Deepwater Horizon Draft Phase I Early Restoration Plan & Environmental Assessment Project Announcment, Dec. 14, 2011
On Dec. 14, the Deepwater Horizon Natural Resource Damage Assessment Trustees (Trustees) released the Deepwater Horizon Draft Phase I Early Restoration Plan & Environmental Assessment (DERP/EA) for formal public comment. It is the first in an anticipated series of plans to begin restoration of the Gulf of Mexico to compensate for natural resource injuries, including the loss of human use of Gulf resources, from the Deepwater Horizon Oil Spill. Florida’s public comment session will be held Wednesday, Jan. 11 and Thursday, Jan. 12, 2012.
Florida’s projects include:
- Florida Boat Ramp Enhancement and Construction – Escambia County, Florida; four boat ramp facilities; benefitting human use in Escambia County, Florida; estimated cost: $4,406,309.
- Florida (Pensacola Beach) Dune Restoration – Escambia County, Florida; 20 acres of coastal dune habitat; benefitting coastal dune habitat in Escambia County, Florida; estimated cost: $585,898.
The following is a statement from Governor Rick Scott regarding Florida’s two Oil Spill Early Restoration Projects.
“Forida’s first two projects are important to restoring the natural resources of the Gulf Coast and helping businesses and tourism recover from the Deepwater Horizon Oil Spill.These projects will address damage to the environment, as well as loss of recreational and outdoor opportunities. Restoring these damages is vital to the communities of the Gulf Coast.
“I want to commend my fellow Trustees for their collaborative efforts, and pledge Florida’s continued support as we move into the next phase of restoration. Working together with our state, local and federal partners, we can continue to help our coastal communities with their recovery. Florida’s projects will help local economies by creating more opportunities to get our Gulf Coast citizens back to work.”
The following is a statmentment from Mimi A. Drew, Special Advisor to the Florida Department of Environmental Protection Secretary Herschel T. Vinyard, Jr. and member of the Trustee Council speaking on behalf of the Florida trustees.
“This is an important first step in the process of starting restoration of the damage caused by the Deepwater Horizon Oil Spill. We appreciate the hard work and input of our fellow trustees, local governments and stakeholders that helped us to identify these projects, and look forward to the continued collaboration with these groups both at our upcoming public meetings and throughout the restoration process.”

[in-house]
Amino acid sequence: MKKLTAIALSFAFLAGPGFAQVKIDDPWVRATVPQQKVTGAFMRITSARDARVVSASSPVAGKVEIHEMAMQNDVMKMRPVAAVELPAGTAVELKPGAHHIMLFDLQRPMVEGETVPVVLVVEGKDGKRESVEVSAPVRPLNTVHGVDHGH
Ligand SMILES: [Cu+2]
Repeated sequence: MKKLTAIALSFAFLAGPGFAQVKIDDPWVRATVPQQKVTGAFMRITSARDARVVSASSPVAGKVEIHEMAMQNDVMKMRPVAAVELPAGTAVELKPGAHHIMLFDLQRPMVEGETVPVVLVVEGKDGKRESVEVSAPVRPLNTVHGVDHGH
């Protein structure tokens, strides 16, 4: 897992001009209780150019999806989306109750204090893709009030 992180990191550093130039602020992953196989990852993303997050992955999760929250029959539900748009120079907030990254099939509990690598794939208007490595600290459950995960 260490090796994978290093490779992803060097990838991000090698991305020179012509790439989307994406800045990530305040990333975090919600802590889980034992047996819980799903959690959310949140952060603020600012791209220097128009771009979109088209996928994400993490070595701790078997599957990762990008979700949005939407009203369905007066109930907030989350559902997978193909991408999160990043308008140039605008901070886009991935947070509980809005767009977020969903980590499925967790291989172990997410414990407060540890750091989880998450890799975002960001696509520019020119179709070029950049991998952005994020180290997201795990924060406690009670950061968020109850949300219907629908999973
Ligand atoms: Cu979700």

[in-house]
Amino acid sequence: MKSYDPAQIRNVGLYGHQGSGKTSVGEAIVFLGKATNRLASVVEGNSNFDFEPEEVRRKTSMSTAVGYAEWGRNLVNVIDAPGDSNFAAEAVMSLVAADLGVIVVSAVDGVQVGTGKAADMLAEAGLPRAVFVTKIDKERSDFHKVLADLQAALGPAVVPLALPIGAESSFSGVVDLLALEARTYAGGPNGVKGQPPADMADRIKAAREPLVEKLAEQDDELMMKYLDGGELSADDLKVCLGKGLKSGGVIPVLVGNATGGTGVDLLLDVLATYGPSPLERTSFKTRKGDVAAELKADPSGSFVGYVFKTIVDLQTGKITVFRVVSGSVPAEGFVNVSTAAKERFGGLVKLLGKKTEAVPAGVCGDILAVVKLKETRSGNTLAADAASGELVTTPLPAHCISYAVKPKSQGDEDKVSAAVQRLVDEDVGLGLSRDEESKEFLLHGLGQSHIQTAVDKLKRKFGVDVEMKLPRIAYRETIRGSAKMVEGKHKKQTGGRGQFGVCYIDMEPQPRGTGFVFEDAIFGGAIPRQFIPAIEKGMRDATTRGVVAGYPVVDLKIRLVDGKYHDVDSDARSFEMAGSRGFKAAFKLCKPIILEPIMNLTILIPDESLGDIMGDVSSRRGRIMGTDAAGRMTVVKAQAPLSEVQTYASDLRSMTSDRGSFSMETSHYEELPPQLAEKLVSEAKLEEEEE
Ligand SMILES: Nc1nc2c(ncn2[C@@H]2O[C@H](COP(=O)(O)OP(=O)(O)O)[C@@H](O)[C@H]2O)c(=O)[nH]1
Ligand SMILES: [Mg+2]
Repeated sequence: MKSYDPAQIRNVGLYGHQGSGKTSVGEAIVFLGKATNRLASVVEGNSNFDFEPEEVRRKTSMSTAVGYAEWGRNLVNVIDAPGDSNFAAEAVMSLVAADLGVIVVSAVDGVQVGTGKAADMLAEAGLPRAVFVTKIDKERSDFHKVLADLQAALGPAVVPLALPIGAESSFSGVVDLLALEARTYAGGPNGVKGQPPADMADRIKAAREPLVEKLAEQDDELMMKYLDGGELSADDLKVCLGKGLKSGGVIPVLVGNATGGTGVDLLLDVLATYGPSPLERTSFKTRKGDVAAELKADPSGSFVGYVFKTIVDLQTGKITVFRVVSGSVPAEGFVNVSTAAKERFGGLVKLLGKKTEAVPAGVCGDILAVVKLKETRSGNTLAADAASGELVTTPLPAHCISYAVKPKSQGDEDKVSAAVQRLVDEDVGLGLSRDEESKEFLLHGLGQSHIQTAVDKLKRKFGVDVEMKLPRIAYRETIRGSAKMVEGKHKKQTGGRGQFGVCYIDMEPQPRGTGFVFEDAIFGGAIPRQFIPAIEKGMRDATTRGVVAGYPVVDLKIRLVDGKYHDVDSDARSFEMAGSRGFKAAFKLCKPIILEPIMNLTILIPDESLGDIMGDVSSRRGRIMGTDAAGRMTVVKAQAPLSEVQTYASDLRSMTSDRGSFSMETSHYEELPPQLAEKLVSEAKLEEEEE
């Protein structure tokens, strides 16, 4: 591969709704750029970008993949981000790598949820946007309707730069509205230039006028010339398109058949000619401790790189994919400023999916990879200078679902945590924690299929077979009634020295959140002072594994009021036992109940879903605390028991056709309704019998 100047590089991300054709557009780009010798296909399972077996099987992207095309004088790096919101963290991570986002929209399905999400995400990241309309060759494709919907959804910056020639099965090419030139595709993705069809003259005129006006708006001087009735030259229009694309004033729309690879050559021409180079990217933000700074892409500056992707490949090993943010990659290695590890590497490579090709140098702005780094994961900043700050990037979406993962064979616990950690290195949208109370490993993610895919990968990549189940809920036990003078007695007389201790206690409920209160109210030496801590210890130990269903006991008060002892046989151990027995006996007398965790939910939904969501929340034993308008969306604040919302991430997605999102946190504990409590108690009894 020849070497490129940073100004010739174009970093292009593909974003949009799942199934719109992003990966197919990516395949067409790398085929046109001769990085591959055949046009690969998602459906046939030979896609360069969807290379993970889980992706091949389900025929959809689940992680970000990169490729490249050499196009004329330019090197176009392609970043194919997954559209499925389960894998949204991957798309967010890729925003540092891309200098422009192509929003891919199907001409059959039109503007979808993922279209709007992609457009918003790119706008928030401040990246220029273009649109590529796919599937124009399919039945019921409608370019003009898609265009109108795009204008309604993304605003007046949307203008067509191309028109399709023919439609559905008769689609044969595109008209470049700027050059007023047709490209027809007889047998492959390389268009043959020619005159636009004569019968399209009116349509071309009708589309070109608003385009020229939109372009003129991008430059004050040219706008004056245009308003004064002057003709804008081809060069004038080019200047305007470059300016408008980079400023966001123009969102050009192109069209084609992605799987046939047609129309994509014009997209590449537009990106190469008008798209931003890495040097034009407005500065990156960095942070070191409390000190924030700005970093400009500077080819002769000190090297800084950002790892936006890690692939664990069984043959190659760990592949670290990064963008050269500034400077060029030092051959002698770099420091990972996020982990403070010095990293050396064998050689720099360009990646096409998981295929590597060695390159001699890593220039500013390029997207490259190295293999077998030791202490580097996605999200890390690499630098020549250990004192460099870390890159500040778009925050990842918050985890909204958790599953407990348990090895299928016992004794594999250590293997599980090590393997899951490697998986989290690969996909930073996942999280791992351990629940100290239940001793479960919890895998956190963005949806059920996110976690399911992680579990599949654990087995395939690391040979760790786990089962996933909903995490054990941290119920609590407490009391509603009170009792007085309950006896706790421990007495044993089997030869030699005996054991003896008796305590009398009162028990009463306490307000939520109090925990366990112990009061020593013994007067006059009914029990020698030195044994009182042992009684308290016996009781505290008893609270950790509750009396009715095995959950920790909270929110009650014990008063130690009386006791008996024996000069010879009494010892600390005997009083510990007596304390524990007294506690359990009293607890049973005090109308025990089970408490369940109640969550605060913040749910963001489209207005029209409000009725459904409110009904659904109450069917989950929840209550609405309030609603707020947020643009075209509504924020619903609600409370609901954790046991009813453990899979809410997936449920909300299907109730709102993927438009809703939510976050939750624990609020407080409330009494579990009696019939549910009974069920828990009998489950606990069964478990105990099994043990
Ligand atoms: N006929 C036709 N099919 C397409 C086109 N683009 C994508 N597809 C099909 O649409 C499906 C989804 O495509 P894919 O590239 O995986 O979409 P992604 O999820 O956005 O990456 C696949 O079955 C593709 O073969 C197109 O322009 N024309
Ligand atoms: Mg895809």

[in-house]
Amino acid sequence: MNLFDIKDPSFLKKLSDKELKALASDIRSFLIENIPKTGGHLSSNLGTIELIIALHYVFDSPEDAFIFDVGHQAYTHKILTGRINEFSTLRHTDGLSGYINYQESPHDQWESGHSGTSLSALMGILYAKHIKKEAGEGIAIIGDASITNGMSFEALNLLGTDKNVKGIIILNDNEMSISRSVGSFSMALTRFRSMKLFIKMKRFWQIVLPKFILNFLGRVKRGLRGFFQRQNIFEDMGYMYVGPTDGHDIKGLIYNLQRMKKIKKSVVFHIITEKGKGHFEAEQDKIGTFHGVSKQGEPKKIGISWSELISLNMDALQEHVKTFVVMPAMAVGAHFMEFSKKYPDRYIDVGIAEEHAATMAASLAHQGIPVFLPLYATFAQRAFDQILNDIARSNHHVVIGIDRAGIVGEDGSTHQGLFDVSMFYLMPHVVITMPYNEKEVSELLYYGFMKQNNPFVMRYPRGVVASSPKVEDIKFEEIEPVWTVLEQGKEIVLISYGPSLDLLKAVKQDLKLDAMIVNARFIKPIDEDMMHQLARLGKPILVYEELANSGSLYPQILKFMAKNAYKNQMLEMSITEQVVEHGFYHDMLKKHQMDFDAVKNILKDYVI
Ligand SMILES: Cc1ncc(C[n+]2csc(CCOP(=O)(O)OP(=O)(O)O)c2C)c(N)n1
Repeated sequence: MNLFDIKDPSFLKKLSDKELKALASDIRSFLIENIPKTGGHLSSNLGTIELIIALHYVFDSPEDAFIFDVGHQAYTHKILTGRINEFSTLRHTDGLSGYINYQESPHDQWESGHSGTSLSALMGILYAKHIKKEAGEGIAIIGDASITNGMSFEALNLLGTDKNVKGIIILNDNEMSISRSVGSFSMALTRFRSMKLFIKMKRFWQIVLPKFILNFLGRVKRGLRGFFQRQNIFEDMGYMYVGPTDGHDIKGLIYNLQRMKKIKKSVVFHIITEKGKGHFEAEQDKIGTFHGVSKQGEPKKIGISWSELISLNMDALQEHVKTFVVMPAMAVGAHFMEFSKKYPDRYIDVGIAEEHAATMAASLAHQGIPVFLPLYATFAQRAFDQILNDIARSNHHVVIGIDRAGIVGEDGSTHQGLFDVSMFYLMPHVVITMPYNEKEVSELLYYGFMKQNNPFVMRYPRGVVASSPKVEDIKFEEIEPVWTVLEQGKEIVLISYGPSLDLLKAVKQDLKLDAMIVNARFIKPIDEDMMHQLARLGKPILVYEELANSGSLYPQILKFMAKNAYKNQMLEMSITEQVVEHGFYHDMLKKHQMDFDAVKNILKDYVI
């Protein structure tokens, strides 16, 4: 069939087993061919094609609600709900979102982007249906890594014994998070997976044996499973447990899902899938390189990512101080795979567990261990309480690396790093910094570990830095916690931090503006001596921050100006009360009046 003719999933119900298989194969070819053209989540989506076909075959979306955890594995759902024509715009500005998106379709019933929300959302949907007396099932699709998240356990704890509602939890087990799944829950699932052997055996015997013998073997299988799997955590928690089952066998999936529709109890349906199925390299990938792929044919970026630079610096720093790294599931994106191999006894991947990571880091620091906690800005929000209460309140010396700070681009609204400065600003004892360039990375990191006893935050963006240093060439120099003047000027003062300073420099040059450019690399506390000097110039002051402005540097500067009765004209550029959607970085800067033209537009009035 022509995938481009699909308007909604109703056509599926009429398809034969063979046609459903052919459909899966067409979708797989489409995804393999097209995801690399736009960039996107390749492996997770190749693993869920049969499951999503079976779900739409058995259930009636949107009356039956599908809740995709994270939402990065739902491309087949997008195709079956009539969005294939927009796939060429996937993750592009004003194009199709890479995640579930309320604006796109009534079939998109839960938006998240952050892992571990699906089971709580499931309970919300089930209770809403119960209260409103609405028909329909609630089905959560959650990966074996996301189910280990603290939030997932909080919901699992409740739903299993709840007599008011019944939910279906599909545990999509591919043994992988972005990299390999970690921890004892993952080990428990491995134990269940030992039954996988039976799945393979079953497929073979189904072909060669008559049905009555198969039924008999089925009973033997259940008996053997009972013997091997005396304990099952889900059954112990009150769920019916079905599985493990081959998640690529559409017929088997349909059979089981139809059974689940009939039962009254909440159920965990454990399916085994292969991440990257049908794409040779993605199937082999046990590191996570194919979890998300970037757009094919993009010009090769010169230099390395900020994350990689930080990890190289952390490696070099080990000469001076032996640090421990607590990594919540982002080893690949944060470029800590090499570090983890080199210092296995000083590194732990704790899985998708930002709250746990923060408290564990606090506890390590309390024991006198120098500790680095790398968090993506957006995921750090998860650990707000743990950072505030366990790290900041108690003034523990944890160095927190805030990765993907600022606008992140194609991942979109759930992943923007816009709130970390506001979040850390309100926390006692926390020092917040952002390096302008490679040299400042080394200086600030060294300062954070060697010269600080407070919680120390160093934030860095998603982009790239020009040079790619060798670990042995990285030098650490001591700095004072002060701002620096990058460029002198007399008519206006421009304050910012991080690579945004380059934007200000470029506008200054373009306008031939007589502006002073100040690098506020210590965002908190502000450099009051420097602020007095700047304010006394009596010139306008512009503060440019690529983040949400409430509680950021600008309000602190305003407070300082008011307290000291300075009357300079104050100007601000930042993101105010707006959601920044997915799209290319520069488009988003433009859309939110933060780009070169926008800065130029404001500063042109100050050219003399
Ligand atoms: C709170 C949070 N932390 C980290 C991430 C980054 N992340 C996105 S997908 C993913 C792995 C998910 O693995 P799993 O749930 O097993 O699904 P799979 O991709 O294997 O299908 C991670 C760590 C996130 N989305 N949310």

View press release.
Deepwater Horizon Phase II Draft Early Restoration Plan & Environmental Review public input for next round of gulf restoration, Nov. 8, 2012
The Deepwater Horizon Natural Resource Damage Assessment trustees have released the Deepwater Horizon Phase II Draft Early Restoration Plan & Environmental Review for public review and comment. The plan includes two proposed projects totaling about $9 million that focus on restoring nesting habitat for birds and sea turtles. Response efforts resulting from the Deepwater Horizon oil spill caused injuries to this natural habitat.
The DERP/ER describes two proposed projects for the second round of Early Restoration. These projects address coastal conservation for the purpose of restoring bird (avian) and sea turtle nesting habitats, which were injured by oil spill response operations. These projects are timed to enhance the bird and turtle nesting ground as the spring 2013 nesting season begins. Below is a brief description of each project:
- A Comprehensive Program for Enhanced Management of Avian Breeding Habitat Injuries by Response in the Florida Panhandle, Alabama and Mississippi. This project proposes to protect nesting habitat for beach-nesting birds from disturbance in order to restore habitat impaired by disturbance from oil spill response activities. It is to be conducted on sandy beaches in Escambia, Santa Rosa, Okaloosa, Walton, Bay, Gulf, and Franklin counties, Florida; Bon Secour National Wildlife Refuge (NWR) in Baldwin and Mobile counties, Alabama, and the Gulf Islands National Seashore (GUIS) – Mississippi District.
- Improving Habitat Injured by Spill Response: Restoring the Night Sky. This project proposes to reduce artificial lighting impacts on nesting habitat for sea turtles, specifically loggerhead turtles, to restore habitat impaired by disturbance from oil spill response activities. It is to be conducted on sandy beach public properties in Baldwin County, Alabama; and Escambia, Santa Rosa, Okaloosa, Walton, Bay, Gulf, and Franklin counties, Florida.
Public meetings are scheduled for 6-8 p.m. Nov. 13, 2012 at the Escambia County Central Complex Building in Room 104: 3363 West Park Place, Pensacola.
View press release.
What others are saying
“The trustees rightly recognize the urgent need for a comprehensive strategy that puts BP’s $1 billion down payment on the Natural Resource Damage Assessment to work quickly restoring Gulf ecosystems and communities that were impacted by the oil disaster. We look forward to working with them to review and hone the draft plan to advance projects that support comprehensive restoration.”